By Scott Shibuya Brown
Black Lawrence Press, 2017
“When you spend so many years growing into a thing there is no place else for you in the life.” Such is the lot of 58-year-old Cecil Po, a used bookseller in the fictitious Southeast Asian country of Tandomon. It’s 1974, and Po has done just enough business at Gecko 88, his bookstall in the marketplace, for the past 19 years to get by (mostly by selling college preparatory books to school boys at the neighboring Ansleigh Secondary for Boys). His modest success in business at least eclipses his love life, which is hilariously detailed early in the book when Po recounts to the reader his flop of a debut (involving an expensive box of Fox’s butter toffees and a white suit with extra double pleats) at the (bi-bi-annual?) Leap Year day dance, a sort of reverse Sadie Hawkins event where all the Ah Nias propose to the men.
Cecil Po’s real ambition, however, pertains to neither business nor romance; he aspires to be a famous writer and has sent many a manuscript to the John Sanderson Literary Agency in Hong Kong, all of which have been unceremoniously rejected. One day Po notices an ad in the back of the Indo–Asia Book Journal: an American professor named M. Mittman is undertaking a posthumous literary study on writer and British ex-pat Lawrence McLemore and seeks information about his years in Southeast Asia. Po, surmising that the professor knows little about Southeast Asia and will be unable to verify anything about McLemore’s time there, writes the professor, presenting himself as a close friend of McLemore’s. A publication credit in this American scholarly book, Po believes, might be his only chance to catapult to fame as Tandomon’s first published author.
The Traders is a picaresque jaunt into the allure and the illusion of fame, as Po’s ability to deceive the American professor becomes inversely proportional to his disillusionment with McLemore, who is not what he seems. The novel, told in first person by Po, reads quickly at 138 pages and is surprisingly fluid despite Po’s sometimes mangled English, made-up Tandomon words, and unusual turns of phrase (my favorite is “dot dot dot and what have you”). Between Po’s correspondence with Professor Mittman and his own research at the Tandomon National Library, Brown manages to shoehorn anecdotes concerning a few other quirky characters who tangentially drive the plot forward but more importantly showcase Brown’s impressive command of storytelling in Po’s quick and colorful voice. These characters, Po’s “homosexual” friend Charlie O, his Cousin Peng, and his friend Gao, seem to live lives of relative adventure compared with Po, a fact that is not lost on him: “Sometimes I feel like the whole life is just the game of musical chairs and I am always standing when it stops.”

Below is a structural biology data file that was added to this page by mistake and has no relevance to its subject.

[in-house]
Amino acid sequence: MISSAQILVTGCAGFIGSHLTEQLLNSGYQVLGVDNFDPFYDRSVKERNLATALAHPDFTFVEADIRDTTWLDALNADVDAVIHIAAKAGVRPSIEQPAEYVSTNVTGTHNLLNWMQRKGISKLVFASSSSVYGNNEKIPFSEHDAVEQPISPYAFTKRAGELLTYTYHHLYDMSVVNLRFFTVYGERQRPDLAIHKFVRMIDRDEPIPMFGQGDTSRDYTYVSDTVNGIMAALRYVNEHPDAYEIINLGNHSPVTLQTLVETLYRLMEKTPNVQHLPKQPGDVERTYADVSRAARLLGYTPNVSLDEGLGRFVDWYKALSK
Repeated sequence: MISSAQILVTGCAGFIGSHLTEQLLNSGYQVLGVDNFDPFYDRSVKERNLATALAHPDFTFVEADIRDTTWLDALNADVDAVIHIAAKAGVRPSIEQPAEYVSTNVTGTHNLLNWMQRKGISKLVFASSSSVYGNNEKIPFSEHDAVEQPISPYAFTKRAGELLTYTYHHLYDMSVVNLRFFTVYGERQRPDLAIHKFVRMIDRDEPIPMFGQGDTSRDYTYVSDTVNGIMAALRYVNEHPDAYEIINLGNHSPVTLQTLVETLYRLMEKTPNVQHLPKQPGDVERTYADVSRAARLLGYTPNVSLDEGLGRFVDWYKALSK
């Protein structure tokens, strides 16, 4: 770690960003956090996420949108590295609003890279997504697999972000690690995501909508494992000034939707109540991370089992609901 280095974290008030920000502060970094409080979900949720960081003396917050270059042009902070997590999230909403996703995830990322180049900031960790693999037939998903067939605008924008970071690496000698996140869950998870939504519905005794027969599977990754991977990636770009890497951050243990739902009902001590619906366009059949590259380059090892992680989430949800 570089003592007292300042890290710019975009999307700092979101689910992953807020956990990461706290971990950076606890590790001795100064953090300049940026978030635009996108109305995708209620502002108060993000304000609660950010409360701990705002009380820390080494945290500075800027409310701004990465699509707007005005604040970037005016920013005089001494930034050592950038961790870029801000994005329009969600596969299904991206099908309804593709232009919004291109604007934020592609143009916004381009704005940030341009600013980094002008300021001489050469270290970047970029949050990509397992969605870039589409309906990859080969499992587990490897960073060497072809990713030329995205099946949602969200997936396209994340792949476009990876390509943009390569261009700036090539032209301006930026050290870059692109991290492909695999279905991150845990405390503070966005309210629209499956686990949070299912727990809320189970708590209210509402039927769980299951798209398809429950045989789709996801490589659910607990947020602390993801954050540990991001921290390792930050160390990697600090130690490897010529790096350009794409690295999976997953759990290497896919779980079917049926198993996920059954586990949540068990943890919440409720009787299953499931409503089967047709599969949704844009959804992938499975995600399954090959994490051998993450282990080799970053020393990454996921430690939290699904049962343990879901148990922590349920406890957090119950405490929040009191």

Therefore, when Po theorizes, based on his research, that McLemore may have been a British spy and not a questionable author of “mash-up stories with sentences that scatter all over the place like drunk butterflies and give me the hard time so I quickly suffer my pounding headache,” he is excited to dig into this part of McLemore’s life (“Whenever he traveled throughout the Asian countries, I think he must have seen slews and slews of things and plotted hundreds of intrigues to achieve his goals. Because that is what the real-time espionage man does, not the person who just writes the books to make his living.”) Of course, when Professor M. Mittman decides to fly to Tandomon to meet Po in the hopes of uncovering a previously unknown manuscript of McLemore’s (that Po has conveniently made up), Po is thrust into his own real-time espionage adventure, one more reminiscent of A Confederacy of Dunces than the ones by John le Carre and Ian Fleming, two of Po’s favorite authors.
At times, The Traders feels like a playful but pointed poke at the modern literary world (where “hacks” are famous, nonpublished authors are bitter, and literary scholarship is literally reduced to the absurd). But it is also an immensely entertaining comedy of errors, a familiar trope that is given a unique lens in Po, an honest everyman who compounds lie after lie to come within striking distance of the ever-elusive literary fame. It is perhaps Po’s struggle with his mostly good principles that makes the ending of The Traders slightly unsatisfying compared with the rest of the novel—Brown crafts a bit of a neat, happy conclusion that, although Po certainly karmically earns, feels more like the ending of one of Po’s vaunted pulp espionage novels than emotionally resonating closure for the reader. Still, The Traders is worth every minute of your time, and by the end, you’ll wish the book were twice as long, or, at least, look forward to Brown’s next offering.–Jen Michalski